For years, I refilled my Boniva prescription every month, because I knew that if I didn’t, my bones would fall apart. Like some TV skeleton, I would simply disintegrate before your eyes. Well not yours necessarily, but you get the picture. Last time I went to pick up the prescription , they said I had to pay my deductible so it would cost me $135 to fill a $35 prescription—which, if I didn’t have insurance would have cost about $175 without the deduction.
Anyway when I went today, the pharmacist said it would be $75. “Really,” I said. “For the last three years I paid $35. Why did it go up?” He said it was because the drug was now available in generic, so the price went up. “Wait a minute,” I said. “If there’s a generic wouldn’t they lower their prices?” Apparently not. But now the cost of the generic was – you guessed it.. $35. What the…? Otherwise known as “OH PLEEEEEZE!”
Gas is up to over $4 a gallon in most states. So here’s what I think—why didn’t the White House think of this as well. First of all the President hasn’t driven a car or had to pay for gas, since it was $1.89 a gallon. He and most of his policy wonks (who have lots of money, mostly in trust) cannot possibly understand what it means when a person needs to choose between, gas, food, and medication. All serious needs. However, if the President were to suggest that we are going to open areas for oil development or approve the pipeline through Canada—I can almost guarantee the prices of gas would drop. And not just drop—but drop significantly. We have to remember the gas and oil companies have had record profits, while the general public has had to swallow hard every time they make a trip to the pump. It’s amazing, but when the supermarket I shop at gives me (as a reward for loyal buying) 10c, 20c and maybe even 90 cents off a gallon, I think I’m the luckiest person in the universe. And when gas is at $3.50, as opposed to $4.07, I am thrilled by how “inexpensive” the fuel is…. Well what more do you need to know?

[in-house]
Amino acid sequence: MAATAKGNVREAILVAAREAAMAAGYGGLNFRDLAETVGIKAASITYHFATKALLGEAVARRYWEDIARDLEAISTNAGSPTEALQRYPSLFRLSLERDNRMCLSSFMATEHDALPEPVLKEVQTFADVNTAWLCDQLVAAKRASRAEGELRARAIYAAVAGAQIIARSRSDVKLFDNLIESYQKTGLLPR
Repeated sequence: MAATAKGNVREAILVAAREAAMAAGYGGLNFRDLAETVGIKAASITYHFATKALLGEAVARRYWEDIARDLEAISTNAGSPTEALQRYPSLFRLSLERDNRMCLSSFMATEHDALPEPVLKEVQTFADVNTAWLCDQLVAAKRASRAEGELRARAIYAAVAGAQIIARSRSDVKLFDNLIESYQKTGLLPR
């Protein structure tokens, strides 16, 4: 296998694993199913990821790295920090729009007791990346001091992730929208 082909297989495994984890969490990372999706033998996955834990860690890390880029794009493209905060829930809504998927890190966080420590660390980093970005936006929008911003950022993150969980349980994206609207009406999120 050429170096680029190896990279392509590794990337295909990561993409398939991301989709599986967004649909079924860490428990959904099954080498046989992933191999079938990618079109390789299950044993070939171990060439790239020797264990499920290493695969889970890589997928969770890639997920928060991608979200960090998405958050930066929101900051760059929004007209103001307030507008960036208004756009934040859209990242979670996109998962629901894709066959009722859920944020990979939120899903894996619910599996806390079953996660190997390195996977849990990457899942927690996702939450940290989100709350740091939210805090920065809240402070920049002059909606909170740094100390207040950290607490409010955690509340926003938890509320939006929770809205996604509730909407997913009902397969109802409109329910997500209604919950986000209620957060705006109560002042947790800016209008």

Was that enough whining for tonight?
The other night I was out to dinner with my very cool adorable young cousin. I was facing in and my cousins were facing the door. At some point, one of them said, “this is the ugliest crowd I have ever seen in one place.” I didn’t need to be facing the door to know it was true. There was ugly everywhere. It didn’t matter if you faced out or in or upside down. And the thing that was amazing was that the “ugly” was intentional. The people actually dressed themselves to be unattractive.
My son by choice, Alex, and I have spent hours and hours doing fashion commentary about people we see on the street. He is so much better at it than I am, but he’s younger and seemingly not intimidated by everyday niceties. So the other day when were were walking on 3rd Avenue, there was a woman who’s outfit screamed critical evaluation – otherwise known as critical Assessment - or ‘welcome to the real world.’
There she was, big as life, walking right in front of me, in her metallic blue stretch pants. Don’t misunderstand, I adore anything glittery or metallic. But, I also know what I (and other people) should be wearing to compliment their bodies. The blue metal did not work on this young woman. And, if she would have looked in the mirror, (I hope) she would have realized how (I’m going to be kind), unlikely she looked in them. Yes, I meant unlikely because it’s unlikely that she looked in the mirror.
Anyway, my everyday clothing is sweats, a t-shirt and often a schmata (tied in a little bow) in my hair. So I am probably not entitled to evaluate what other people wear. But at least I know when I look good and when I’m not trying. And truthfully, I do clean up very nicely. We’re just sayin’....Iris